Now, we can factor the numerator only and keep the denominator as it is.

$= \dfrac{3 (3n - 8)}{(n - 6) (n - 1)}$

But there isn’t anything to cancel out.

So, let’s just solve it.

$= \dfrac{9n - 24}{n^2 - 7n + 6}$

This format is also acceptable:

$= \dfrac{9n - 24}{(n - 6) (n - 1)}$

Let’s look at this one

$\dfrac{3}{n - 4} + \dfrac{2n - 8}{n^2 - n + 12}$

So, we’ll just multiply the denominators together to get the common denominator.

This will be a bit more complicated because we’re going to multiply a binomial to a trinomial.

Multiplying these is going to give us a big expression. If we just multiply them upfront.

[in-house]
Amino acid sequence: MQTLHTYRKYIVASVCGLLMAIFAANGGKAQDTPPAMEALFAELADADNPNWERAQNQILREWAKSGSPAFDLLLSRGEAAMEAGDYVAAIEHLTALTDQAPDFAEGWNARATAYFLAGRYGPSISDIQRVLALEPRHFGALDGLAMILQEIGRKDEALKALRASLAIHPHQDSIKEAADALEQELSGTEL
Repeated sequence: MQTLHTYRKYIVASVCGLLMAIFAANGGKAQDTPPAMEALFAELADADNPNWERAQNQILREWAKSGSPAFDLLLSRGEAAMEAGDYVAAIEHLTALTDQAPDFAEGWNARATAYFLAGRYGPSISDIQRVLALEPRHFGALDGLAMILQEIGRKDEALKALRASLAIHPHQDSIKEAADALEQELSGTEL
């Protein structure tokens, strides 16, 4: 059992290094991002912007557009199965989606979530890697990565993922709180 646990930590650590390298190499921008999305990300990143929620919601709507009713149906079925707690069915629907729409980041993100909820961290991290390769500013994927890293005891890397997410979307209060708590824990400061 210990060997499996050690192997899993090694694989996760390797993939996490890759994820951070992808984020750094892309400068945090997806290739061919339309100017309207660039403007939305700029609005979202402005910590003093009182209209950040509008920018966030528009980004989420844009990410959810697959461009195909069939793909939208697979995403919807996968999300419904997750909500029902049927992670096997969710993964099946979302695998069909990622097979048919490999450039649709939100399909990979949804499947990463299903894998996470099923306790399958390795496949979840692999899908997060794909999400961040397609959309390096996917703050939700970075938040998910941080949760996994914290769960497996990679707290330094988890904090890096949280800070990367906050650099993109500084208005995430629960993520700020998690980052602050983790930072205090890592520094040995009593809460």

$= \dfrac{3 (n^2 - n - 12)}{n - 4 (n^2 - n - 12)} + \dfrac{2n - 8 (n - 4)}{n^2 - n + 12 (n - 4)}$

This is going to be confusing.

We’ll still get the correct answer but this is a lot of work.

So, let’s look at another option.

What we can do is to look at the factors of these denominators.

$n - 4$ stays as is

Let’s factor $n^2 - n - 12$ out

$= (n - 4) (n + 3)$

The first denominator is already $n - 4$, so we’ll just multiply it by

$n + 3$.

At this point, we already have common denominators.

$= \dfrac{3 (n + 3)}{n - 4 (n + 3)} + \dfrac{2n - 8 }{(n - 4) (n + 3)}$

The numerator for the second expression stays the same because all we did was just to factor its denominator.

The denominator didn’t change in the second expression.

$= \dfrac{3n + 9}{n - 4 (n + 3)} + \dfrac{2n - 8 }{(n - 4) (n + 3)}$

We have like terms here so let’s combine.

$= \dfrac{5n + 1}{(n - 4) (n + 3)}$